Genre: Children’s Fiction
Darmani’s Ayisha is not an entirely new story in the sense that there have been many stories written about the theme(s) he explores, however, the author reminds us that the issue(s) is/are not all entirely resolved. Ayisha is a slim book of forty-seven and layered out in the traditional chapter format with titles.
The story revolves around Ayisha, a young girl of school going age but has not yet found her footstep into the classroom. She helps her parents in the house; doing house chores and assisting her mother sell goods in the market. It all happened that one day, she is doing house chores when she overhears her parents talk about her education. While her mother believes in education, her father does not. Ayisha’s father, for instance, says to her mother, ‘…You know it is a waste of time to send a girl to school.’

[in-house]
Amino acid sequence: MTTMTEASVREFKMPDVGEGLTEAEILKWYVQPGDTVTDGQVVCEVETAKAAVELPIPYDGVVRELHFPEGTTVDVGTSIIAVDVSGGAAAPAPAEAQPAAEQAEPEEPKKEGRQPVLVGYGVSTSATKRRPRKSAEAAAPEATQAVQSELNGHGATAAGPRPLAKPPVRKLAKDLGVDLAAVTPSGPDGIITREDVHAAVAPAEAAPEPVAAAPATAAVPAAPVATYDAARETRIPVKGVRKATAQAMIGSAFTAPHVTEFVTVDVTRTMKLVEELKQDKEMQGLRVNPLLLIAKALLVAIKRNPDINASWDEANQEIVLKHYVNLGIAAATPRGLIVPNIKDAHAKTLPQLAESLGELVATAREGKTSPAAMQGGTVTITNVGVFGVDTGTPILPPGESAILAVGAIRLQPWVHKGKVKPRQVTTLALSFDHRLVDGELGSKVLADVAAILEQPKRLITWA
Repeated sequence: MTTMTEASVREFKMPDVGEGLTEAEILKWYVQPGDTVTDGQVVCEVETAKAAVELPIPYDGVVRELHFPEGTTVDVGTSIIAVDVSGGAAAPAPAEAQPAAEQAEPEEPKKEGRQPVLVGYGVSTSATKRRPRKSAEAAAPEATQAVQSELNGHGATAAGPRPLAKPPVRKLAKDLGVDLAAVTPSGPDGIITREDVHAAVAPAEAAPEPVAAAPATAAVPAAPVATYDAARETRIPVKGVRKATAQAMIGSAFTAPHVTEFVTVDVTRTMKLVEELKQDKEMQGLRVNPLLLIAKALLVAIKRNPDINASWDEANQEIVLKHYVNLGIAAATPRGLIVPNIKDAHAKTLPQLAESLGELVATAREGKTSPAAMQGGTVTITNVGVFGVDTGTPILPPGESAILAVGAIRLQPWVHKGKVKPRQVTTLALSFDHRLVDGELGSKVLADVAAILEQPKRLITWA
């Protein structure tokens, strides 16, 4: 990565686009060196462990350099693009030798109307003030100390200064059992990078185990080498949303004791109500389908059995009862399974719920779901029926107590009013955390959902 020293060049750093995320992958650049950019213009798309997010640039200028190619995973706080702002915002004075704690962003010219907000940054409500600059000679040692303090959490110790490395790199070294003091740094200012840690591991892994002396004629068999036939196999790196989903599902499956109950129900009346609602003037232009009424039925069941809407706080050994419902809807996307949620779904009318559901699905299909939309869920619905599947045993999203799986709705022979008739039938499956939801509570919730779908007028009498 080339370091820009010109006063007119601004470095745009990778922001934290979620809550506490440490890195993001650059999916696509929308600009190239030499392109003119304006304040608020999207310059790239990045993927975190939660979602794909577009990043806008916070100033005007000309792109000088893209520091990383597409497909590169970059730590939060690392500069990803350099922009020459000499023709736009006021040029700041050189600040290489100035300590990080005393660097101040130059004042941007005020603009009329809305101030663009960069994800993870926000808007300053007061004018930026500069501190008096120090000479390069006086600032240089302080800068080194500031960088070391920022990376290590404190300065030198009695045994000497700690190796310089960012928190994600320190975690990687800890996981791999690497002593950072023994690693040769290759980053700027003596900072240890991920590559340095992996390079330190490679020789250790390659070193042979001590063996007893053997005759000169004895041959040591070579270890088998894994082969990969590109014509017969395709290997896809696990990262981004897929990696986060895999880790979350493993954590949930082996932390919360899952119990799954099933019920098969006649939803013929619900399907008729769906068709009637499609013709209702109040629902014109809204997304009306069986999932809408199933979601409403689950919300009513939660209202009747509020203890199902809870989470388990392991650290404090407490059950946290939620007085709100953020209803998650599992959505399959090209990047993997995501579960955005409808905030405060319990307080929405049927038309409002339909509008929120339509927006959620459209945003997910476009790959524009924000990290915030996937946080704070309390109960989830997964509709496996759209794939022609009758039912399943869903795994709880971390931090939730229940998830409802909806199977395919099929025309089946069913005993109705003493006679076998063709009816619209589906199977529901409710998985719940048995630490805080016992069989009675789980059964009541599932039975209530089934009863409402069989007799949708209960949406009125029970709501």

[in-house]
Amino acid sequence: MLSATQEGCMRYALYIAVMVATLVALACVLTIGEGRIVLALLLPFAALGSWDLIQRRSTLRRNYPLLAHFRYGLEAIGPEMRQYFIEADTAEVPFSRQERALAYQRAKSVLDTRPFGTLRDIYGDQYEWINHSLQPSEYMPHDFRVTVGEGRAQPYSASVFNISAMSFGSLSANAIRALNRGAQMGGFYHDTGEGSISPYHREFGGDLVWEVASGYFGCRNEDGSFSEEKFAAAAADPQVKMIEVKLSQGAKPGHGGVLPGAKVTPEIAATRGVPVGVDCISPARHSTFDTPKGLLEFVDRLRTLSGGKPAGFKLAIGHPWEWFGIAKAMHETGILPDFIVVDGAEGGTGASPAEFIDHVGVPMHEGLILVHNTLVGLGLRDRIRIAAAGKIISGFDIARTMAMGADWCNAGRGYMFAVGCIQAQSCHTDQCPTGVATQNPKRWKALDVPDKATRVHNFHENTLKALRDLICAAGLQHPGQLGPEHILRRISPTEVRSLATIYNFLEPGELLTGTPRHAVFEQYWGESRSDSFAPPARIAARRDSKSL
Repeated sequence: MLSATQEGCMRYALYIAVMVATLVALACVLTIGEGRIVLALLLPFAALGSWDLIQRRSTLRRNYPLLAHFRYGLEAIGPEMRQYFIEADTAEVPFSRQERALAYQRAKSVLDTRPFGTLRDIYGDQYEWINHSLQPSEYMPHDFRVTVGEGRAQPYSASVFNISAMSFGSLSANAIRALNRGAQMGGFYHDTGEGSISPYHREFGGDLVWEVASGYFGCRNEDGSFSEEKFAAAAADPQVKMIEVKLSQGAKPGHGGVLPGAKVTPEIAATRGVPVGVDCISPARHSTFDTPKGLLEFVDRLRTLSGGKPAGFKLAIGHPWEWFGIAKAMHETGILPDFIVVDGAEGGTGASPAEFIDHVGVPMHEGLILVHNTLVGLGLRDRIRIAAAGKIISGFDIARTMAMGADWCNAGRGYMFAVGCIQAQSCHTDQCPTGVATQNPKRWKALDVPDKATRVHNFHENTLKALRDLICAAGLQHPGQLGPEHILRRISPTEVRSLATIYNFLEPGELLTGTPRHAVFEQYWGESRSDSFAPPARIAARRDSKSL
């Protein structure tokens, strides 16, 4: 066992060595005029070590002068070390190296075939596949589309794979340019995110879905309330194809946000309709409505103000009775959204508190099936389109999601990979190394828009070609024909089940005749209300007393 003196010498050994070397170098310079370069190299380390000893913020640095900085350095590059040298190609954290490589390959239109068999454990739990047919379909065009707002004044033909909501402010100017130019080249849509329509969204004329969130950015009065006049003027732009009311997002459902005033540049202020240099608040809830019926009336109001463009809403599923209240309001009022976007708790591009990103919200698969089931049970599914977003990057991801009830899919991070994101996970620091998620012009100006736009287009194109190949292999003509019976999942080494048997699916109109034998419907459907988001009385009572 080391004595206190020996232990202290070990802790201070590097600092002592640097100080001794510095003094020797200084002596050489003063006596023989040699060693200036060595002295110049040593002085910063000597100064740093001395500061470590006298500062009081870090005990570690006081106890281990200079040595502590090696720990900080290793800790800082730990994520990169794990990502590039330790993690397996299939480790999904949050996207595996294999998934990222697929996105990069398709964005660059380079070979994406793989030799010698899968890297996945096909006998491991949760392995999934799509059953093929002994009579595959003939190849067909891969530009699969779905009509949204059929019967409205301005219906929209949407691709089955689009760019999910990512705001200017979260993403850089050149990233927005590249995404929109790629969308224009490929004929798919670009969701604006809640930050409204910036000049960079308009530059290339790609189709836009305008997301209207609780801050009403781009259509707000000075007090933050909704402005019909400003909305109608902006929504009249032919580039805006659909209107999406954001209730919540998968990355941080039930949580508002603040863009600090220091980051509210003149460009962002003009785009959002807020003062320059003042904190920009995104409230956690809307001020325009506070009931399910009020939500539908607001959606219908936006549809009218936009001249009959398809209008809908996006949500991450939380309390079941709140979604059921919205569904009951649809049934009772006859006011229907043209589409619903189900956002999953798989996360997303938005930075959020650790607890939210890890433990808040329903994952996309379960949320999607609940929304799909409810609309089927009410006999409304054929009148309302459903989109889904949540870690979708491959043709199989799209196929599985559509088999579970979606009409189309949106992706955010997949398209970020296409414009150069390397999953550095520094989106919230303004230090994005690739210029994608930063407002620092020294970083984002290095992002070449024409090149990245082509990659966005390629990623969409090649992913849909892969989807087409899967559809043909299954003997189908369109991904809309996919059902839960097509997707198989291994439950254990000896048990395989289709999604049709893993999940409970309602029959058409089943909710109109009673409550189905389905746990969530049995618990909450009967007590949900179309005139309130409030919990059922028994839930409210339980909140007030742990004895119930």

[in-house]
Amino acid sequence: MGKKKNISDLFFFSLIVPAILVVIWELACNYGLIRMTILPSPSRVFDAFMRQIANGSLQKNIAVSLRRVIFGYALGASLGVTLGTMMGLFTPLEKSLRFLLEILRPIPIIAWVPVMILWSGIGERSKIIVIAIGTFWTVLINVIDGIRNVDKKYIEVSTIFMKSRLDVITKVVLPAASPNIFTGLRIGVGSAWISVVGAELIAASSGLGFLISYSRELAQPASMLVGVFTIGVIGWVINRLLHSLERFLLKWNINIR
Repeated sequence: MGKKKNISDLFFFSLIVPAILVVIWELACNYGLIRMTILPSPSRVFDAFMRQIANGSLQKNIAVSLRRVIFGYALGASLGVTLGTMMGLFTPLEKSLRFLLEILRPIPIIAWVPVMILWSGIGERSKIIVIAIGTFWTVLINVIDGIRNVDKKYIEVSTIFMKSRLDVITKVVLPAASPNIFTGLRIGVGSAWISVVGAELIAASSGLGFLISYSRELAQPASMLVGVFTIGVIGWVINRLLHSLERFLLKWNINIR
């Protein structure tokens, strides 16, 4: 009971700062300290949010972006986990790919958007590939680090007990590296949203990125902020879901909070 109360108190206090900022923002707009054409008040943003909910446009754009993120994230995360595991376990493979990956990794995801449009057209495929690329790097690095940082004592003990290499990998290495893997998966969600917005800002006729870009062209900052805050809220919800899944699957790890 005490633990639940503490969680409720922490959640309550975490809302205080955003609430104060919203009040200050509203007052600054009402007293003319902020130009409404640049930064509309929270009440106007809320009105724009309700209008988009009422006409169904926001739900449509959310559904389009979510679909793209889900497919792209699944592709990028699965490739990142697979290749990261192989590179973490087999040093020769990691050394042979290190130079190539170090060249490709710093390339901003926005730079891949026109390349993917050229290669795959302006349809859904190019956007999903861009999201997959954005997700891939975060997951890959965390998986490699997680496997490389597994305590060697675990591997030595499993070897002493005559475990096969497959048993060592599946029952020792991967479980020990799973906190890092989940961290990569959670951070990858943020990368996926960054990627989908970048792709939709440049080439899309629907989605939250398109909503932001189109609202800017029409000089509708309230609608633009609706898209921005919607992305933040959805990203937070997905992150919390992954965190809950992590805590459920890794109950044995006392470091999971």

In the village of Naduri, it is believed that girls don’t go to school and that no girl has been to school before. Ayisha does not understand why her father does not want her to go to school until there is a revelation that she has been paid for by a man called Bukari so that when she is ripe for marriage, she would be given to one of the son’s from the Bukari family.
Ayisha’s life is threatened in the light of the agreement that had some time past ensued between Mr. Sumani (her father) and Bukari. Of course, as I noted from the beginning, the subject of the girl child education is not new and so is negotiating a child into early marriage at an unripe age. Ayisha’s story, I believe, still exists in some parts and corners of the world although in this 21st Century things are changing for the better and girls are being sent to school.